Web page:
Previously published on Illumemagazine.com
Miral, a movie about a Palestinian girl who grows up in an orphanage in Jerusalem, recently opened in New York City and Los Angeles with plans to expand in the next few weeks.
Directed by Award-Winning Director Julian Schnabel, Miral has been facing a lot of criticism since its release that Rula Jebreal, the author of the book and writer of the screenplay, believes is unfounded. I talked to her recently about her life, Miral, and how the movie has been perceived. Rula was really surprised at some of the criticism that the film received and believes that some critics had already made up their minds before even watching the film and have therefore not given the movie a fair chance. She feels that some fear that audiences will come to view Palestinians as real people and that’s one of the reasons they are scared of this film. Check out the rest of my interview with her below.
I know you had gone to school in Italy and I read that you had started off in medicine and then had gone into journalism. What inspired you to go into journalism?
Well my family and especially my friends thought that journalists have no way to survive and there’s no way you can really provide for yourself, become economically independent and all that. They said I need to find a real job and a real job should not be journalism or writing because before you can establish yourself as a writer, it will take a long time. So they wanted me to get a real job and quit dreaming and I tried but it didn’t work. It wasn’t right for me.
Miral has been described as semi-autobiographical or a biographical novel. How much of the movie is you?
Everything. It’s my life. It’s the life I lived in the Middle East before I went to Italy. It’s about my life my life, my family and friends, my story.
So is there any part at all in the movie that splits off and becomes fiction?
No, there’s no fiction. There’s no space for imagination in the Middle East. The only thing you write about is what you live. It’s brutal reality. Reality is always more dramatic and more interesting than any kind of fiction.
About the movie, you said in an interview with the New York Times that the movie scares critics. What is it about the Miral that does this?
It’s very simple. There’s censorship around the word Palestinian. Part of the narrative around how to build an enemy is for them to not be human beings. So you never look at their stories and you never read their narratives. What you do is always look at the negative actions that come from that side. So you see Palestinians as terrorists, as ignorant, as violent – you always portray them this way. For 63 years this narrative [like Miral] was absent from the mainstream media and audience in the United States. To bring this movie is to break the wall of silence around this subject – it’s breaking a taboo. And that’s what’s scary, that’s what’s subversive about this story. They don’t want the audience to relate to the story as a story that can move their humanity, their feelings, and their empathy. It’s something that scares them.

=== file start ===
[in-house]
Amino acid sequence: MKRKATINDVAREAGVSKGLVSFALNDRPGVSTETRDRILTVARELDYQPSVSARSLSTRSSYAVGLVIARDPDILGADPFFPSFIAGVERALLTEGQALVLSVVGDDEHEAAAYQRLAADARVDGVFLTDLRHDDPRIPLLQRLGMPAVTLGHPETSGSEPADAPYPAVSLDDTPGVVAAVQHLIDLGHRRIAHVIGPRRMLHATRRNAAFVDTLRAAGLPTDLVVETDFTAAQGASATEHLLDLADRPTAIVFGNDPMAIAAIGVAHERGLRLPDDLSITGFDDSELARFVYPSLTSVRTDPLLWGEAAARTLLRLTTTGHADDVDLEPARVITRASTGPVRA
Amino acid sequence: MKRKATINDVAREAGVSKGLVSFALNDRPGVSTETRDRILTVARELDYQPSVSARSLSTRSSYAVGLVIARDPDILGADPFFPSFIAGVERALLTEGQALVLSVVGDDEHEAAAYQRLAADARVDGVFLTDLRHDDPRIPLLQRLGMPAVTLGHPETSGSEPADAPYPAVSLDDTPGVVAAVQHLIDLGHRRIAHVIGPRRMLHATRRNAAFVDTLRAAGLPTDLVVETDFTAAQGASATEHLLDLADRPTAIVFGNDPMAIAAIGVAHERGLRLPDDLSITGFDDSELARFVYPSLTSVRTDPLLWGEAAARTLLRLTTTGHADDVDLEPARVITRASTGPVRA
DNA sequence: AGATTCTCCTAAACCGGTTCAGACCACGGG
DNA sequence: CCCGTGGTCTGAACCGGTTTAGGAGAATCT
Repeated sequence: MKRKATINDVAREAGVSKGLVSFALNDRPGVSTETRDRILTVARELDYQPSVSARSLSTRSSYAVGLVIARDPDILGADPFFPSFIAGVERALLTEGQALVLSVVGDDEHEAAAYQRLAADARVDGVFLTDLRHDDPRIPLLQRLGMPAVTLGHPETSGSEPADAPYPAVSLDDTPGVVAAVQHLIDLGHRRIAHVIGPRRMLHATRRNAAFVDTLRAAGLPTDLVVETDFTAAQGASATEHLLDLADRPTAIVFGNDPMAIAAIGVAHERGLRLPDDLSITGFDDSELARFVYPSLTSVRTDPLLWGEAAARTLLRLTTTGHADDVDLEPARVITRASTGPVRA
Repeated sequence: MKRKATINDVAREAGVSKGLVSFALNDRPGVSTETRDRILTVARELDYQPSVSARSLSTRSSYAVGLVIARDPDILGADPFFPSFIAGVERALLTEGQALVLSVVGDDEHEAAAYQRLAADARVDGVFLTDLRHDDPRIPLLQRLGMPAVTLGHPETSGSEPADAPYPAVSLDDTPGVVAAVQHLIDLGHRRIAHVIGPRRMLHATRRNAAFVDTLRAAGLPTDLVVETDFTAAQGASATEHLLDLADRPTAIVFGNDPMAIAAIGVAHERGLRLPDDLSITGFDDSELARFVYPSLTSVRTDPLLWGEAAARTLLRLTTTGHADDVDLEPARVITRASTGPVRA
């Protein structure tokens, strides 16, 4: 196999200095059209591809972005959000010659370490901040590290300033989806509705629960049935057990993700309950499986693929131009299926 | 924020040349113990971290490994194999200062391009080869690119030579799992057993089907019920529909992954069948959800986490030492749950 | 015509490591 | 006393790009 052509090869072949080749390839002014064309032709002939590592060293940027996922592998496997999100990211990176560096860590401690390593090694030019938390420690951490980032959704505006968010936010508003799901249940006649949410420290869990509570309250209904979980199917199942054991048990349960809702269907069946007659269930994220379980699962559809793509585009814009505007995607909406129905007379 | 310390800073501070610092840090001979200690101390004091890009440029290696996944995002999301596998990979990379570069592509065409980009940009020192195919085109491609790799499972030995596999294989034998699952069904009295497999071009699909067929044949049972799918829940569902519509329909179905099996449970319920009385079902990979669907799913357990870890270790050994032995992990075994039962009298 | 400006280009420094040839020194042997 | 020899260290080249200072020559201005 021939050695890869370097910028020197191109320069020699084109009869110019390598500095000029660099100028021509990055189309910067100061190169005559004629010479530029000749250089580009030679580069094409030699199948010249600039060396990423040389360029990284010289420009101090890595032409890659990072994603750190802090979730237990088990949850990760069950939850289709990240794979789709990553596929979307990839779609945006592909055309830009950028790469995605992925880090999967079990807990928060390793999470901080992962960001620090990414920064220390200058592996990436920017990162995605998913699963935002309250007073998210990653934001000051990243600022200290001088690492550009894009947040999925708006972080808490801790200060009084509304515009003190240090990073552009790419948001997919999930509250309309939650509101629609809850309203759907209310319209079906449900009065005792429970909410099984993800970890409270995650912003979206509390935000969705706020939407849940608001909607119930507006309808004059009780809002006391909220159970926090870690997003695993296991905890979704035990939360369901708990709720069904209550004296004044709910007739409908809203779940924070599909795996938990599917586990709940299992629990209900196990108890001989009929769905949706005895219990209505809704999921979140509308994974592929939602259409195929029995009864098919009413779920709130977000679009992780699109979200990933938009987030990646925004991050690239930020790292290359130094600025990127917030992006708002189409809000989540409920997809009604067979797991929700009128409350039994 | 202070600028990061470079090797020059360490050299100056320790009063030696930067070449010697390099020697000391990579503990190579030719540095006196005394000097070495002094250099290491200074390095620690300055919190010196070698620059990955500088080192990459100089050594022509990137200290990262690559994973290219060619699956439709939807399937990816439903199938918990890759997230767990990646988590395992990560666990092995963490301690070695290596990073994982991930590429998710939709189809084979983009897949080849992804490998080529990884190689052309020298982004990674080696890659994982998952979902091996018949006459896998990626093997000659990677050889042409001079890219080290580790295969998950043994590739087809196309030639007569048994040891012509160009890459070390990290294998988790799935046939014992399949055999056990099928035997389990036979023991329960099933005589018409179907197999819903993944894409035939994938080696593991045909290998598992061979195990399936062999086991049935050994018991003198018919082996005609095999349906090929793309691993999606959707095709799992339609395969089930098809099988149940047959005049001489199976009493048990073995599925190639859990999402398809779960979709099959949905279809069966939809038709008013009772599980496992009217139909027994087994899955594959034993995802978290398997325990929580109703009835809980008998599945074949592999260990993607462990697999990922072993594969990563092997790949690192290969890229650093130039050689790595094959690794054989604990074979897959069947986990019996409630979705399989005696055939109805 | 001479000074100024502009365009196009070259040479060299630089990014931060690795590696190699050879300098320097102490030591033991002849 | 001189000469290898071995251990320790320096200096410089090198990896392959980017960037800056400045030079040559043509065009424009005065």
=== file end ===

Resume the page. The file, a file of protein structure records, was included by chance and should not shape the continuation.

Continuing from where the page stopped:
I’m very proud of Julian for making this movie. I’m not shocked by the racism facing this movie. I’ve been facing this my whole life, since I was born, because I am Palestinian. The fact that you are Palestinian means you have to go through this: denied even the possibility of telling your story.
Do you think this movie will give us a greater perspective of Palestinians and others in the Middle East?
I don’t know. I hope it will have a fair chance and that people won’t shy away from the movie because the critics told them so. I hope that first and then we’ll see.
Has your family and other Palestinians seen this film? What is their reaction to this movie?
We showed it at a film festival in Ramallah and showed it in theaters in different cities and the Palestinians loved it, they embraced it, really loved it. My sister saw it – it’s hard for her to see that scene with my mother, the rape and everything- but she loved the movie and thinks that Julian is incredible for telling the story. She told me to tell Julian: God bless him. She really felt he gave us a voice that was denied.
I know you did get some backlash from some organizations. Do you think they’ve seen the movie now?
I don’t think so. These people know how to attack but they don’t know how to open their minds and hearts and see something before judging it. At least try to see it.
Do you think other Palestinians look at Miral and want to tell their story now?
I think it opened the door for other filmmakers, Palestinian or not, to tell a story and to not be afraid. Yes, there might be controversy and people will be unhappy but they will be holding up a mirror for everybody about what’s going on in this country. I feel that it’s ridiculous that I’m attacked for telling a story and that I am harassed, actually, for telling that story. Am I the problem for telling this story or is the problem that this has been going on for a long time?
Are there any final thoughts you want to impart about the movie and the book?
It’s a cry for peace. I hope that people will see it for what it is, which is a cry for peace for a country that I love and care about.